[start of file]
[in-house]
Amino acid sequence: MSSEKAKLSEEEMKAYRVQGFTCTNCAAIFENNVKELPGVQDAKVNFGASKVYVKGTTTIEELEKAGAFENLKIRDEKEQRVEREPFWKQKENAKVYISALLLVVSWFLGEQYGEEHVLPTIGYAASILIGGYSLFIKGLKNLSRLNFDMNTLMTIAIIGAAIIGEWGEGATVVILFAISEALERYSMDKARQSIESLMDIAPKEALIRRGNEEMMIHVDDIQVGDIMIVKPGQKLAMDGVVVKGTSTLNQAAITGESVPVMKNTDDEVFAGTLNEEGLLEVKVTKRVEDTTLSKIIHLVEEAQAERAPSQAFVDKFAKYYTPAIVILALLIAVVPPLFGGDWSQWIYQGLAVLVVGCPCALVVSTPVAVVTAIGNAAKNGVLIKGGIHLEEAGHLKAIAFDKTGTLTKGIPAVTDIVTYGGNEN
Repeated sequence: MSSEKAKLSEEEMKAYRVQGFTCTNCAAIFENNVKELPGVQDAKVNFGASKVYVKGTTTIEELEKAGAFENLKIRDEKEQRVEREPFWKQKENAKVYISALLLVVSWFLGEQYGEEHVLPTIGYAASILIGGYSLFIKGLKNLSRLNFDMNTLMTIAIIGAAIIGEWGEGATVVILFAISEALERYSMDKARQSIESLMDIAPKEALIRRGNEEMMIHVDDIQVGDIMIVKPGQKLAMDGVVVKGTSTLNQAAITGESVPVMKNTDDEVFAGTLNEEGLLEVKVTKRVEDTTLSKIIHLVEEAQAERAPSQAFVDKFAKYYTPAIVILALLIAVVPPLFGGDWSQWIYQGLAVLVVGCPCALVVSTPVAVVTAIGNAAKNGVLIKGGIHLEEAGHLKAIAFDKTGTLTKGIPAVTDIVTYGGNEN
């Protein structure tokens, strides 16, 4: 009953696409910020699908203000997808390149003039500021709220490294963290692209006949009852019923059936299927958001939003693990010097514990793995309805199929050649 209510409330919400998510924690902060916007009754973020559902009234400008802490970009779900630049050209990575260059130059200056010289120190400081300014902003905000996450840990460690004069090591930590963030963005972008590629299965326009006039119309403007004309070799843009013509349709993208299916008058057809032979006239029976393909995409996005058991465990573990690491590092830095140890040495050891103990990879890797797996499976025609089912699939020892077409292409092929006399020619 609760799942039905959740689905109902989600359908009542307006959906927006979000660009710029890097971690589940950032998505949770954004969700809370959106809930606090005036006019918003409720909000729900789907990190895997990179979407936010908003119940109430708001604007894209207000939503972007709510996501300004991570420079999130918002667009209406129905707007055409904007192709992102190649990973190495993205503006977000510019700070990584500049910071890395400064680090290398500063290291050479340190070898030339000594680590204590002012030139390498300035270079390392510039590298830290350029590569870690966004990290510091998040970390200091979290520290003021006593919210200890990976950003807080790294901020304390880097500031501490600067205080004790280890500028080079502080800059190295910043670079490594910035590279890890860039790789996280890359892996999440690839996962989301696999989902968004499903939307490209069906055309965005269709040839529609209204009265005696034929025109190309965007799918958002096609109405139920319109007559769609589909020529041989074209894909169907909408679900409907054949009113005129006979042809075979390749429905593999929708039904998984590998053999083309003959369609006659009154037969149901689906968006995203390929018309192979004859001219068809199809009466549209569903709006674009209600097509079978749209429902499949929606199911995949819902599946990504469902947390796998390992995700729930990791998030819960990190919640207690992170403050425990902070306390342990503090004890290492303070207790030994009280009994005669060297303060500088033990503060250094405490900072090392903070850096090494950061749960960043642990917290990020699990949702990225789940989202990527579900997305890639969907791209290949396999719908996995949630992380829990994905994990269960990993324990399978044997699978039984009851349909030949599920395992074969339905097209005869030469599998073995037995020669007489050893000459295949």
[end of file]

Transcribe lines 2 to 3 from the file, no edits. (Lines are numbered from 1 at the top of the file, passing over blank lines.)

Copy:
Amino acid sequence: MSSEKAKLSEEEMKAYRVQGFTCTNCAAIFENNVKELPGVQDAKVNFGASKVYVKGTTTIEELEKAGAFENLKIRDEKEQRVEREPFWKQKENAKVYISALLLVVSWFLGEQYGEEHVLPTIGYAASILIGGYSLFIKGLKNLSRLNFDMNTLMTIAIIGAAIIGEWGEGATVVILFAISEALERYSMDKARQSIESLMDIAPKEALIRRGNEEMMIHVDDIQVGDIMIVKPGQKLAMDGVVVKGTSTLNQAAITGESVPVMKNTDDEVFAGTLNEEGLLEVKVTKRVEDTTLSKIIHLVEEAQAERAPSQAFVDKFAKYYTPAIVILALLIAVVPPLFGGDWSQWIYQGLAVLVVGCPCALVVSTPVAVVTAIGNAAKNGVLIKGGIHLEEAGHLKAIAFDKTGTLTKGIPAVTDIVTYGGNEN
Repeated sequence: MSSEKAKLSEEEMKAYRVQGFTCTNCAAIFENNVKELPGVQDAKVNFGASKVYVKGTTTIEELEKAGAFENLKIRDEKEQRVEREPFWKQKENAKVYISALLLVVSWFLGEQYGEEHVLPTIGYAASILIGGYSLFIKGLKNLSRLNFDMNTLMTIAIIGAAIIGEWGEGATVVILFAISEALERYSMDKARQSIESLMDIAPKEALIRRGNEEMMIHVDDIQVGDIMIVKPGQKLAMDGVVVKGTSTLNQAAITGESVPVMKNTDDEVFAGTLNEEGLLEVKVTKRVEDTTLSKIIHLVEEAQAERAPSQAFVDKFAKYYTPAIVILALLIAVVPPLFGGDWSQWIYQGLAVLVVGCPCALVVSTPVAVVTAIGNAAKNGVLIKGGIHLEEAGHLKAIAFDKTGTLTKGIPAVTDIVTYGGNEN